Reducing Your Eco-Pawprint
“I have a distinct memory of saying to my family ‘one day David Suzuki and I will be like this’ and crossed my fingers. I was about nine years old,” says Lindsay Coulter, also known as the “Queen of Green” for the David Suzuki Foundation. “I didn’t understand his job exactly, but I knew he loved nature and that he was working to save the planet.
“Fast forward and here I am,” says Coulter. “I work on nature conservation campaigns and, as the Queen of Green, provide commentary on everyday green living and lifestyle topics. I really love my job…and my dog, Harper. He’s an SPCA special or, as I like to say, a Lab crossed with a truck.”
Given Lindsay’s perfect pedigree, we asked her to give us some pointers on how, as dog guardians, we can become more environmentally friendly. Here, she offers easy-to-implement changes that will not only reduce your eco-pawprint, but will also improve your—and your dog’s—health.
MD: Three things pet lovers can do to “green” our lives and homes?
Lindsay: One: Detox your home. Our indoor air quality is sometimes five times as polluted as outdoor air quality. If you are using conventional cleaning products, you are exposing yourself and your family to a slew of cancer-causing chemicals. You can start reducing your exposure to toxic chemicals by making your own cheap and effective cleaners. Making your own laundry soap from a few simple ingredients of soap flakes, Borax, and washing soda will save you a ton of money and will only cost you a dollar a litre. And ditch the smelly dryer sheets! Get away from using synthetic fragrance. They can increase the incidence of asthma, irritate the skin, and many include chemicals that are known carcinogens, like the formaldehyde in many air fresheners.
Two: Go on a “plastic diet.” Choose dog toys out of natural materials like wool, natural rubber, organic cotton, or hemp. Or a simple sniff test will suffice if you’re checking out plastic toys. Those made from polyvinyl chloride (PVC) often stink and may have additives like lead, cadmium, or phthalates, a cheap plasticizer that disrupts hormones. Vinyl chloride is also a known human carcinogen.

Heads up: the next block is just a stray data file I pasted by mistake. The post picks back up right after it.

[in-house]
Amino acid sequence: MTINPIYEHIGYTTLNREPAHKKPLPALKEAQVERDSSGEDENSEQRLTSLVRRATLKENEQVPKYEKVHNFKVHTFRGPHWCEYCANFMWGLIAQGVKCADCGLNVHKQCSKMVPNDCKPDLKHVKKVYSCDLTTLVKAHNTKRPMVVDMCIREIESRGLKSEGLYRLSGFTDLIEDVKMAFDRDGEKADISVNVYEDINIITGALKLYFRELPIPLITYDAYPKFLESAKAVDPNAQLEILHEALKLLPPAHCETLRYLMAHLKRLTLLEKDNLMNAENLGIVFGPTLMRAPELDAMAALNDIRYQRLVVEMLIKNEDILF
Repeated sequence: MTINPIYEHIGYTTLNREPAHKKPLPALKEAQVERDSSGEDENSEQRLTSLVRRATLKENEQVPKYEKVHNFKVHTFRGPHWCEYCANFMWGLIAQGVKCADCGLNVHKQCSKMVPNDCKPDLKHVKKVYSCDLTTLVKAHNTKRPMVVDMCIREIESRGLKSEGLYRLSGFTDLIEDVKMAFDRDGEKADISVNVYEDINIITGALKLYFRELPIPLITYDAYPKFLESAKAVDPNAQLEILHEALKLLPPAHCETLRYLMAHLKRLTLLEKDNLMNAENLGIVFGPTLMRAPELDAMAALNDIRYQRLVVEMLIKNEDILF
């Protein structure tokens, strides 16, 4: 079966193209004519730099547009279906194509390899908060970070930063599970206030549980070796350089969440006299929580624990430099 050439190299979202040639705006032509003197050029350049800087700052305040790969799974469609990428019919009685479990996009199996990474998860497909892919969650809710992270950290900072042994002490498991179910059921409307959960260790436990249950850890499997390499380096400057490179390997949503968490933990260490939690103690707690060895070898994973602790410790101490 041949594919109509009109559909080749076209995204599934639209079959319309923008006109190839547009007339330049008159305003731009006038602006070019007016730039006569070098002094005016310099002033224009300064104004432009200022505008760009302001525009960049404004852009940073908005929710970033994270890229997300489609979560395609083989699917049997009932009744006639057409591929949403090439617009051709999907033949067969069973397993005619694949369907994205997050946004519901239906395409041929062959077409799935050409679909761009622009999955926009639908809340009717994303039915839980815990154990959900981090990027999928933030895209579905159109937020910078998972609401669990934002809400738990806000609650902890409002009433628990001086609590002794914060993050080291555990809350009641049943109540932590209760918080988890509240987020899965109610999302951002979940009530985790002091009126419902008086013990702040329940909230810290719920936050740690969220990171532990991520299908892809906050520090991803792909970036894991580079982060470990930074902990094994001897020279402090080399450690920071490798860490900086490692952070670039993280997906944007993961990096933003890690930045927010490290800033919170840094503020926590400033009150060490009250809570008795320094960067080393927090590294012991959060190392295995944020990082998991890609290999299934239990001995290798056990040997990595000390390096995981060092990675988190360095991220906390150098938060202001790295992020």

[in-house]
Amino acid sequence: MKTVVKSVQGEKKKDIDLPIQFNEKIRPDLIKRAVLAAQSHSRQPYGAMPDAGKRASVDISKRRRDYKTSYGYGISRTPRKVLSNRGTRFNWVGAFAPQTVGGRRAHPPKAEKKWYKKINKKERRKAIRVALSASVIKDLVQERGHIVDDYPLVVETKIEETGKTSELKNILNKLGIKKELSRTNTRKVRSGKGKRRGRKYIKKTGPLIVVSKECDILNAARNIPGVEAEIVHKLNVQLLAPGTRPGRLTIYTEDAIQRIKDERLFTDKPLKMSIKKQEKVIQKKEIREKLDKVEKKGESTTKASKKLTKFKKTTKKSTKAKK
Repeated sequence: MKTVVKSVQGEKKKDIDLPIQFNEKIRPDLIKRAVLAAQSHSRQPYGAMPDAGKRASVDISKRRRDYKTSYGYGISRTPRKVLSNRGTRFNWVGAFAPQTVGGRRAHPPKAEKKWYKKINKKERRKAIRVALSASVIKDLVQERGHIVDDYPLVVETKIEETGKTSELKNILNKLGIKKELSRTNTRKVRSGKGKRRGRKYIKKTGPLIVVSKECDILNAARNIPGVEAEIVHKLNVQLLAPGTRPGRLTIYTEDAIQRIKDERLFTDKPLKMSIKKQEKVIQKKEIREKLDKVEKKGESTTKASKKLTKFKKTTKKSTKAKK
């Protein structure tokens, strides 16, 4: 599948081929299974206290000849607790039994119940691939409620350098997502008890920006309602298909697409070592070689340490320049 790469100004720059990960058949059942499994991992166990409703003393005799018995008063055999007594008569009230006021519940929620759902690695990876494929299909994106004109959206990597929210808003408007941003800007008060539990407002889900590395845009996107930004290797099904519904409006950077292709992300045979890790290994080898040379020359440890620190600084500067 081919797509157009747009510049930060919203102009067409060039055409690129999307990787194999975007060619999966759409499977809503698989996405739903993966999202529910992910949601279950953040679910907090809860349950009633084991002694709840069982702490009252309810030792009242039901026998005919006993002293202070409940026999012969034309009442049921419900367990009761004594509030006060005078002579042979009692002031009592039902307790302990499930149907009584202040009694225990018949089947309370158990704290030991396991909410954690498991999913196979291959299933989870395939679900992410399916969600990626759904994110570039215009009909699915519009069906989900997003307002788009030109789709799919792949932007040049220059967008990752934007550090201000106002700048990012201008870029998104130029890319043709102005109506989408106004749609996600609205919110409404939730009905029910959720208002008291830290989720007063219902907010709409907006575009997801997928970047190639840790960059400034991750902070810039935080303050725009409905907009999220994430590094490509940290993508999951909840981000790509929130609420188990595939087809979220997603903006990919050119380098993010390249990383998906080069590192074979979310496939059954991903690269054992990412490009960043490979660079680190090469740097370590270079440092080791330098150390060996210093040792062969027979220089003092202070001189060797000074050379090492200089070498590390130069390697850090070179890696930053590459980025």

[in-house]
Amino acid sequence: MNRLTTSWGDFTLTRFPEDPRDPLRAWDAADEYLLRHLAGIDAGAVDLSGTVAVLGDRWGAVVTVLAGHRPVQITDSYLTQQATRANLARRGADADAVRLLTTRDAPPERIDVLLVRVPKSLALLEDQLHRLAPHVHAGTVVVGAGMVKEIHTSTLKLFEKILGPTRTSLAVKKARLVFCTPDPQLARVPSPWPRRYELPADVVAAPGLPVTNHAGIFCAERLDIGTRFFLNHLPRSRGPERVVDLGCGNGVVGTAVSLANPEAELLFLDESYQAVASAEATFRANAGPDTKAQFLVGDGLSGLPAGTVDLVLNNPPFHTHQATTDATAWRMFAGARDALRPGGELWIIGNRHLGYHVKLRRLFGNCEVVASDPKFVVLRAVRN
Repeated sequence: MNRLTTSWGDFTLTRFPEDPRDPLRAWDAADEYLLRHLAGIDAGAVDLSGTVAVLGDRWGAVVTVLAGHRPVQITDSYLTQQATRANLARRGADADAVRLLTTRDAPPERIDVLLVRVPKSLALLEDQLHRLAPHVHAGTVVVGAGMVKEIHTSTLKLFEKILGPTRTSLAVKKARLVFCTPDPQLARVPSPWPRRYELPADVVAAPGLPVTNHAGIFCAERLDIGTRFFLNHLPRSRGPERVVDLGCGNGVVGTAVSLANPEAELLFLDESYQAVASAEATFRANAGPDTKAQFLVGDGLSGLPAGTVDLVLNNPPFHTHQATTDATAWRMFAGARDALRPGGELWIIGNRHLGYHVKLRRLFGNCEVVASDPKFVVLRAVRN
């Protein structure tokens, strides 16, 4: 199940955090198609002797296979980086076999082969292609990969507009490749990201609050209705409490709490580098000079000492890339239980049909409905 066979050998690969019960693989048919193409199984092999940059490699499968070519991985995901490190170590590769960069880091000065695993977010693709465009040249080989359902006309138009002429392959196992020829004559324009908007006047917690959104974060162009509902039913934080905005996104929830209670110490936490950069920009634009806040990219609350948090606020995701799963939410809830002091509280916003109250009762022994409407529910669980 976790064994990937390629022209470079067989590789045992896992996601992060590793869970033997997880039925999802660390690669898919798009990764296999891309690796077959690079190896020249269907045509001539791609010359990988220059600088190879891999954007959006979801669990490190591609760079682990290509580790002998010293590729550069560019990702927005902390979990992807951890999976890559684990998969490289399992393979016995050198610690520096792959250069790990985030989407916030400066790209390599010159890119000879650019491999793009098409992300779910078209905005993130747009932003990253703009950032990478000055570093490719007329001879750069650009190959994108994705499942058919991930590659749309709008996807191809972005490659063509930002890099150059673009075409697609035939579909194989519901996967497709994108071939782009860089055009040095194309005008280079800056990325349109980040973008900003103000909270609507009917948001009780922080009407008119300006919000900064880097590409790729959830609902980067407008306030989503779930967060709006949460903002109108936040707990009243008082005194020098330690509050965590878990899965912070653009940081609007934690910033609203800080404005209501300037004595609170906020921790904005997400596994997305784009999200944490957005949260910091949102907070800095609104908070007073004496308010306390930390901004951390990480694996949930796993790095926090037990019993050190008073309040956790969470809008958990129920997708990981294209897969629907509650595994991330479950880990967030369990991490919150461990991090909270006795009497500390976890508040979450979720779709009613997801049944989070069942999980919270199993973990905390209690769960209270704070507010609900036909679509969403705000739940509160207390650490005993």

Three: Dooty Duty. No matter how big or small our dogs, most of us pick up dog doo about twice a day. I once reused my plastic shopping bags for this dirty job, but nowadays, it’s rare for one of those to make it into my home. Switch to biodegradable and compostable poop bags. Better yet, the greenest option is to compost your dog poop, keeping it out of the landfill all together. For example, City of Vancouver dogs generate about 26,000 pounds of dog poop per year, most of which ends up in the landfill. Many resources exist online showing you how to build your own backyard composter—like City Farmer (cityfarmer. org/petwaste.html). Also check with your city or town to see how they prefer you dispose of it. Some recommend flushing.
MD: We all know that the consumption of meat has a hefty impact on the planet. Do you espouse a vegetarian diet for dogs?
Lindsay: Although I’ve been a vegetarian for 17 years, my dog is not. But whether kibble, raw, or other, it’s important to source your food as close to home as possible. It’s a great way to support your local economy and keep the food miles in check. And if you’re not sure where something is made or how they source their ingredients, don’t be afraid to ask. As consumers we often forget that we are, in fact, voting with our dollar. If you’re unsure or you’d like your local grocer or pet store to supply something else, just ask. You’ll be pleasantly surprised!
MD: Number one thing dog guardians should do to reduce their environmental impact?
Lindsay: At the David Suzuki Foundation, we focus on four areas: how you get around (transportation), the food you eat, the energy you use, and the public action you take. The key would be to start with what you love; that way people tend to stick with a challenge and follow through. If you’re the athletic type or you want to save money fast, start taking transit to work or jump on a bike. Embracing Meatless Mondays is another option for the foodies or cooks in the family. Visit davidsuzuki.org to learn about more simple activities you as an individual can do that together make a huge impact!
For more green information and tried, tested, and true recipes check out queenofgreen.ca